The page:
Learning How to Feel Your Emotions Again
Over the past five years, I’ve worked with thousands of women around the world, and something that still amazes me – and makes me sad – is how many people completely numb their emotions. In fact, when I prompt my clients to feel into their emotions, the response I often get is, “I don’t even know what that means.”
It’s common practice for us to numb our emotions when we feel stress, anxiety, or some other “bad” feeling. It’s a defense mechanism, but one that we can overcome, because the truth is that our emotions are there for a reason, and they are often a roadmap to living a happy, fulfilled life.
I spent years completely disconnected from my emotions. It was the main reason why I struggled with emotional eating and body image for so long. Any feeling or thought that was a “bad,” “negative,” or “stressful” red flag immediately caused me to shut down. However, the more desperate I got to overcome my food and body issues, the more I realized that my emotions were the root cause of the very issues I was trying to heal. It’s a lightbulb moment that changed the course of my life, set me on the path to recovery, and still informs my work with clients.
Sensation is Information
Pain, anxiety, and overwhelm occur for a reason. Sensations are the way that your body communicates with you. Think about it – our bodies do not have a language. The only way they can get our attention and make us realize that something isn’t quite right or needs to change is through feelings and sensations.
This is why pain can be your greatest teacher. When you numb it, you are missing the lesson that you are meant to learn. If you are experiencing pain, stress, or some other “bad” sensation, it’s likely that something is out of alignment or that something isn’t right in your life.
Instead of suppressing these emotions, you need to feel them in order to acknowledge and heal whatever is misaligned in your experience.
Allow Yourself to Feel Everything
Give yourself permission and space to feel the pain, sadness, or whatever else comes up for you. Don’t disconnect from those feelings, because then it’s likely that you’ll go into numbing mode, which may look like binge eating, drinking, sex, or some other harmful addictive behavior that helps you suppress your feelings.
Your body will never give you anything that you can’t handle. It knows exactly how to process your pain. It’s your mind that tends to kick up about negative feelings and goes into protector mode to keep you “safe.” Instead of falling victim to that faulty defense mechanism, give yourself the chance to feel and explore your feelings.
Removing labels when it comes to emotions can be helpful. There are no “good” or “bad” emotions, they are just sensations that your body experiences. Remove those labels and allow yourself to feel without casting any judgement or assigning any meaning to what you are feeling. The way you are feeling doesn’t need to mean anything, it just is what it is.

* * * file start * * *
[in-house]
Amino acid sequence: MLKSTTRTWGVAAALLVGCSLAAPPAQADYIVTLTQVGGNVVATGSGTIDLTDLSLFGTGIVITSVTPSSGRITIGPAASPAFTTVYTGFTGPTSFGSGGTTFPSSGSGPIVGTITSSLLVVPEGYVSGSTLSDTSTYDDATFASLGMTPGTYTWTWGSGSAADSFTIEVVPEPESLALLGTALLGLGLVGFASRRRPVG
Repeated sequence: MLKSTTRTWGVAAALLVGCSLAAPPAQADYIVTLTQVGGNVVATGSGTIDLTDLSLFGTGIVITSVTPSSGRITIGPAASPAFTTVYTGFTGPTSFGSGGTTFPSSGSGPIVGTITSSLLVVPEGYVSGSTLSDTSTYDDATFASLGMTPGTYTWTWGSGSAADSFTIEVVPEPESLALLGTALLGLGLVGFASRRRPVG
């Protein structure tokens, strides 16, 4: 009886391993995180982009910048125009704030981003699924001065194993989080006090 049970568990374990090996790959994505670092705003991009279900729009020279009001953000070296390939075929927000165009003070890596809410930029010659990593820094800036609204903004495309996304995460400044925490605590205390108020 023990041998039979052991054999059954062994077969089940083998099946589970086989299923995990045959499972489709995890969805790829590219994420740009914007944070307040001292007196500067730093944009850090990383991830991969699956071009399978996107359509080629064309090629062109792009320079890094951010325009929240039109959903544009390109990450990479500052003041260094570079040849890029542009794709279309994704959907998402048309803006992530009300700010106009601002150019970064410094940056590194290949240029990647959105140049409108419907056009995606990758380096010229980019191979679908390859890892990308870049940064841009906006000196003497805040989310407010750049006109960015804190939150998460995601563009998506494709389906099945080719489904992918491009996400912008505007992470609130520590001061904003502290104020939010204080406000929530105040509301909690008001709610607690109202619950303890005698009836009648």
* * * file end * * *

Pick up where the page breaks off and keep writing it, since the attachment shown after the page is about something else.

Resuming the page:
Where to Start?
These are the two methods that really helped me learn how to feel and trust my emotions:
Silence and stillness is an incredible and easy way to connect back into your body and higher consciousness. This practice can also help you if you struggle with food and body, because you will eventually learn how to tell the difference between an emotional hunger cue vs. a physical hunger cue. This means you’ll be less likely to turn to food or some other destructive behavior just to numb out from feeling a certain way. Meditation can also help relieve anxiety, stress, and overwhelm. It’s an effective tool to help you process your feelings and also figure out how to feel happy and free more often.
- Use Breath to Observe Rather Than Identify
Breathwork has become such an integral part of my life, and it was key in helping me reach recovery. When you start to feel overwhelmed by your emotions, take a deep breath and observe what you are feeling without identifying with it. This means that you just acknowledge what you are experiencing without assigning a meaning or cause for it. For example, instead of saying, “I am angry,” you would acknowledge, “I am experiencing anger right now.”
Show Yourself Patience, Grace, and Self-Compassion
The more aware you become of your emotions, the more cognizant you will become of when and why you are suppressing them. This is something that takes time and practice to achieve, so remember to show yourself patience, grace, and self-compassion.
As you begin to experience an ease and flow with feeling your emotions, you will establish a connection to your body and intuition that will help you with decision making and designing a life experience that makes you happy.
The more you feel your emotions, the better aligned you will become with your highest, best, and most authentic self.
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